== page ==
UoL Library Blog

Develop, debate, innovate.

Introduction to Management in LIS and IT

Posted by gazjjohnson on 14 December, 2009

Last week I spent three days on a Leadership Foundation for HE course on management, specifically aimed at Library and IT people working as middle management for the first time.  I’ve always enjoyed management training (it formed a rich part of both my previous degrees), and welcomed the opportunity to go on this.  I must say especial thanks to the Staff Development Office for funding my attendance too.

One thing I’ll be up-front about were the rules of the room – anything we discussed in-depth with real world implications had to stay in the room.  It made for a very free and frank exchange of experiences, but it’s a bit of a shame as I would love to tell people more about them.  But those where the rules, and far be it from me to breach them.

What I really learned was that a lot of people in positions similar to mine face a lot of the same challenges – and with the delegates taken entirely from HE we had a lot in common to start with, even based as we were around the UK.  Quite a bit of what we covered wasn’t new to me, although much of it was well worth going through again.  Some aspects and topics were on the other hand quite new – Edward de Bono’s colour of hats for thinking/decision making is one that really resonated with me.

The three days started with the personal, taking stock of ourselves and our skills using a Myers/Briggs test – which for most of us revealed what we already knew.  However, being aware of it allowed us to shift roles within the group exercises to make maximum advantage of our proclivities and talents.  From team roles and effective communication we shifted to people management and motivation on the second day.  Then leading, delegation along with problem solving.  The last day looked at managing yourself and real world issues and examples.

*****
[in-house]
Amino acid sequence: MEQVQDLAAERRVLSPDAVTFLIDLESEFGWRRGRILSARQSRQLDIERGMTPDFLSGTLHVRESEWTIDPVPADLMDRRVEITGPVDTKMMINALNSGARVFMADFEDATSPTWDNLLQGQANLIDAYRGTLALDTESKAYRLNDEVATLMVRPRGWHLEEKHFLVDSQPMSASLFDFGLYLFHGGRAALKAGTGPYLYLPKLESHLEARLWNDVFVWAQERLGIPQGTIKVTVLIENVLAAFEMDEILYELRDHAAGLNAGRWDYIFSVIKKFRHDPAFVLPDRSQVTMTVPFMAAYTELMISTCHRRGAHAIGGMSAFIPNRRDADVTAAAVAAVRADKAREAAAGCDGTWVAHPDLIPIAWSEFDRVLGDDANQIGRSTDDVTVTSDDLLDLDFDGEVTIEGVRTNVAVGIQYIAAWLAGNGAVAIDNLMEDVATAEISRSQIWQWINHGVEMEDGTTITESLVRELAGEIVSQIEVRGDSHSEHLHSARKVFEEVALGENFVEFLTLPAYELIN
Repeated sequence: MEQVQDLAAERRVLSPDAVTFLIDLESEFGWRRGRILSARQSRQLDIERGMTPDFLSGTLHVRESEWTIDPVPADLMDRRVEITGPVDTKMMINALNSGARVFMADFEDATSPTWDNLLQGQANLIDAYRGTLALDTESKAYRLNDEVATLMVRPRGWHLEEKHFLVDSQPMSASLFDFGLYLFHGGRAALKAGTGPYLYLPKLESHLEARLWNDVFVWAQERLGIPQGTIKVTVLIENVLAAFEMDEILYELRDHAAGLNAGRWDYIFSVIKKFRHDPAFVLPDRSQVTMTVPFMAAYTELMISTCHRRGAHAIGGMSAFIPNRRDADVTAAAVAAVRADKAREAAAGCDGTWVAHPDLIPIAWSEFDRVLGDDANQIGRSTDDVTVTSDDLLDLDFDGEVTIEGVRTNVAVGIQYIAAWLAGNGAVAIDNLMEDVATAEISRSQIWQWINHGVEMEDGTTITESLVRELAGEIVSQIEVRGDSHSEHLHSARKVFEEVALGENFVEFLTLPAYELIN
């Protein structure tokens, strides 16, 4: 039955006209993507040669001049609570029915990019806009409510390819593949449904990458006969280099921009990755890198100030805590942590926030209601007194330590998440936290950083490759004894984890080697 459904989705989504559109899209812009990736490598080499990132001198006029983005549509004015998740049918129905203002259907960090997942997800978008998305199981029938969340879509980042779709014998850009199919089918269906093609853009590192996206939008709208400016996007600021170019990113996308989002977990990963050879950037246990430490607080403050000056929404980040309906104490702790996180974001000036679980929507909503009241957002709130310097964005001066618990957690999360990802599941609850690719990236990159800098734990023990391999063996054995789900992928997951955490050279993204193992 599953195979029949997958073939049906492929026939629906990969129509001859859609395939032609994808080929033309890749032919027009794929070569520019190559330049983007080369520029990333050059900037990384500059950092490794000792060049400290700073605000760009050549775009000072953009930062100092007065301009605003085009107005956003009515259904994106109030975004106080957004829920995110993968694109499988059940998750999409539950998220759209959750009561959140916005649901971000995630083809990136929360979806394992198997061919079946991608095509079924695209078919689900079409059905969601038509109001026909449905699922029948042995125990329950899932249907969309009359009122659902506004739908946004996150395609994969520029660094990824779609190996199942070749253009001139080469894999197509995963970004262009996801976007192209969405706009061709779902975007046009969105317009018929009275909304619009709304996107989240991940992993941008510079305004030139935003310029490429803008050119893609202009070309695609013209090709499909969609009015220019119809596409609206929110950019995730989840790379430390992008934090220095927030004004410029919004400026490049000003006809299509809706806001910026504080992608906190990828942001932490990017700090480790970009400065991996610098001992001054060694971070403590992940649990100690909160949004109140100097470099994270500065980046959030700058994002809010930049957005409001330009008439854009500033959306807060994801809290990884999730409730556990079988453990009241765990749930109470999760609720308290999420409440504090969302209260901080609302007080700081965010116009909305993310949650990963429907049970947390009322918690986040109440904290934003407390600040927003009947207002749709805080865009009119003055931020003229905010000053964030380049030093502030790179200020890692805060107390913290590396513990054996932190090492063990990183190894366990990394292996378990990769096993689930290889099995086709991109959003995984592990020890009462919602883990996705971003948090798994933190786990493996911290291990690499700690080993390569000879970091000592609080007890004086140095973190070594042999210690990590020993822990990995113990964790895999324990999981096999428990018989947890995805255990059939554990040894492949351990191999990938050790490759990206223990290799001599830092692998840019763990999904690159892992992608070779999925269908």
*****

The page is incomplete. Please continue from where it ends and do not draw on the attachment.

Throughout this was a very hands on, kinesthetic course with exercises, management games, discussions and tasks.  Very much my prefered way of working, although I’m still quite tired out by it all some days later.  it was just that full on an experience.  Certainly the 24 people on the course bonded quickly in the face of this shared adversity, and discussions over drinks and food continued long into the night.

Our team's effort - in 15 minutesOf especial worth of mentioning were the two extensive business management exercises.  The first looked at setting up a Dot.com buisiness from concept to pitch.  As the team (and possibly the room’s) biggest extrovert communicator I can honestly say my role as Executive Head of marketing was a plum role; indeed one of the other teams started bidding for my services.  The other exercise saw me heading a team, with very limited resources, in construction of a ship – to be judged against predefined characteristics.  While we didn’t win, our team worked effectively and efficiently – and at least we produced by far the best looking boat.

There may be an underlying metaphor there – but I’ll skip on.

If there was a low point for me it would be the talk from the real head of service.  Contrasted with the interactivity and engagement of the rest of the course it felt dry, and I can;t say I took away anything of especial value from it.  Not helped by the fellow legging it as soon as he finished talking, a debate and discussion about translating theory to practice at senior level would have been a wonderful capstone.

But I have come back with a lot to think about, and the feeling that I’m not alone in the daily challenges I face (from the minor to the not quite so).  I’d love to take some of the ideas further, and will certainly be following up some of the suggested reading to broaden my understanding of the concepts and techniques covered.

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